I, like many of you, am affected by the shut down because of the Coronavirus. I am now teaching my college students online from my living room. I miss the face-to-face interaction with them, and I worry about their safety and whether some of them will finish the semester. Some of them have only half-heartedly done their work since we had to quit meeting in the classroom.
The shutdown has also affected my family. My youngest daughter, Elliana, is our last child at home. This is her senior year, and she is missing out on end-of-year school plays, concerts, and graduation activities. We had her senior harp recital scheduled for Saturday, March 21. That was the week that the government leaders gave the shutdown orders.
We found out we couldn’t use the rented hall only two days before the scheduled day. Her recital, which was supposed to be held in a room for fifty, was instead held in our living room. Besides my wife, Donna, and me, four other people came. They were Elli’s sister, two neighbors who wouldn’t miss it for anything, and Elli’s teacher. Everyone sat six feet apart. We also broadcast it on the internet.
As with almost anything that doesn’t turn out as you wish, there was a silver lining. Around 150 people tuned in online to watch Elli’s performance, with another two hundred watching it when it was posted on Facebook. After I posted the videos on her website, harmonyharpist.com, more people viewed them.
We had expected that maybe thirty people would come to the performance, so the online recital had higher attendance than we had imagined. And lots of people, who were sequestered in their homes, wrote about how much they enjoyed having something good to attend, even if it was only online.
There was another upside, at least for me. Elli had spent the previous days making cookies and brownies for an estimated fifty people. For a couple of weeks, I have had all the brownies and cookies I could eat, which brings me to another unexpected plus from all these challenges.
Donna taught the children to cook from the time they were young, but since Elli was graduating this year, Donna insisted Elli plan full meals. With our other children, the semester they were graduating, they were assigned to do one meal each week with their mother’s help. But Elli chose instead to take a cooking class at school. She would come home and tell us all about the tasty things she had made, and I felt left out.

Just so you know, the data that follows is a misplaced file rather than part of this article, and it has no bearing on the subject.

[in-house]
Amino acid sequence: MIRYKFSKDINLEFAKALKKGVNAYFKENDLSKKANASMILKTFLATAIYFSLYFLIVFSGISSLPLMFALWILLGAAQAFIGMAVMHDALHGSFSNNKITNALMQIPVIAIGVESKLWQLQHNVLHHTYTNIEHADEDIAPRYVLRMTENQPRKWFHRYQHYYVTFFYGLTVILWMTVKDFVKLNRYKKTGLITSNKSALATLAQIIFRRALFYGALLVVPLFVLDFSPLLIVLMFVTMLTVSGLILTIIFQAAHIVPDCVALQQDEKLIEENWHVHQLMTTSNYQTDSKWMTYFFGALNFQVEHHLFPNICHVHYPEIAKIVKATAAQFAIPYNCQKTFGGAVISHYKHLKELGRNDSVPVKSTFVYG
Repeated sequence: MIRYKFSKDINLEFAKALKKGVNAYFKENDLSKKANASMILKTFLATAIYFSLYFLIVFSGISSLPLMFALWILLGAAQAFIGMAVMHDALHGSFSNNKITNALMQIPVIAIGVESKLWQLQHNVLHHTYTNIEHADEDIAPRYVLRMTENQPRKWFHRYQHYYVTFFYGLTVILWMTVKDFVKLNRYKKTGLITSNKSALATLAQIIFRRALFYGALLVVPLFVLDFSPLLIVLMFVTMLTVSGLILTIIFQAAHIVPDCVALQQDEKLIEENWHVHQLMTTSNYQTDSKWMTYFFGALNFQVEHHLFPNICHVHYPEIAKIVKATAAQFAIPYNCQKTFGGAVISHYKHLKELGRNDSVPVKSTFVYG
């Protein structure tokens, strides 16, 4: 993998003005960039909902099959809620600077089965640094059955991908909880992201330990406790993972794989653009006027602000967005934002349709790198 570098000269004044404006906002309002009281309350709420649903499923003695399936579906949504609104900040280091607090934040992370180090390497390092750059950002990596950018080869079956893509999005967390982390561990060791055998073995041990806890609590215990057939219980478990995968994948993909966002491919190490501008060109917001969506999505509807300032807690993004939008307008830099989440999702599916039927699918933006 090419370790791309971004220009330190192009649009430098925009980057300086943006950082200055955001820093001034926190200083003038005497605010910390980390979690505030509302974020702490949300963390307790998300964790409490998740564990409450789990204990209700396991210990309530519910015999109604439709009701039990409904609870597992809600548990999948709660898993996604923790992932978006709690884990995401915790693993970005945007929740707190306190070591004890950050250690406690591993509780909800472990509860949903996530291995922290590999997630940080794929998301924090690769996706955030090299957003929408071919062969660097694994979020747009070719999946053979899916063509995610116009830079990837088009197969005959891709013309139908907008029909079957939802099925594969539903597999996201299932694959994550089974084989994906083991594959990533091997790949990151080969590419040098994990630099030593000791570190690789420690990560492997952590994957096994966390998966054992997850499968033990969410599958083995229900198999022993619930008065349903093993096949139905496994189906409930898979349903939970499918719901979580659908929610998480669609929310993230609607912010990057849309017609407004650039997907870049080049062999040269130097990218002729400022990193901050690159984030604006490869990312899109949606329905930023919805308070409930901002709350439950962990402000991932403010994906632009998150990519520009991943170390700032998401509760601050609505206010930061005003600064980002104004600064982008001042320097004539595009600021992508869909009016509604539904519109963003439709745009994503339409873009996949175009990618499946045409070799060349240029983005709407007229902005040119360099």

But now, since schools are closed, she cannot cook there anymore. But just because the students are not going to their schools does not mean the education process has ended. The teachers send out assignments that the students must do at home. And you guessed it—Elli has to cook.
Her cooking assignments are not just once per week. Each week she must make up to three different dishes. She has made some delicious meals. One night she made some incredible chicken enchiladas. Another night I came home to the tantalizing smell of Chicken Alfredo. She has made desserts and main dishes, lunches and dinners, and evening snacks. And, of course, as part of the class, she needs someone to test her creations and give feedback.
That is where I come in. I am good at tasting things. And everything Elli made was delicious. A downside is my weight has been going up. However, we started praying and fasting regularly for those who have gotten sick, and that has helped with the weight issue.
I have been watching the goodness of people helping each other and sharing what they have. I’m not good at too many things, but I have shared extra toilet paper and helped where I could. I have seen others share food, encouragement, and service of all kinds. I envision that just like most hard things, we will emerge from this trial a better, kinder, and more united people.
And that will be the greatest silver lining of all.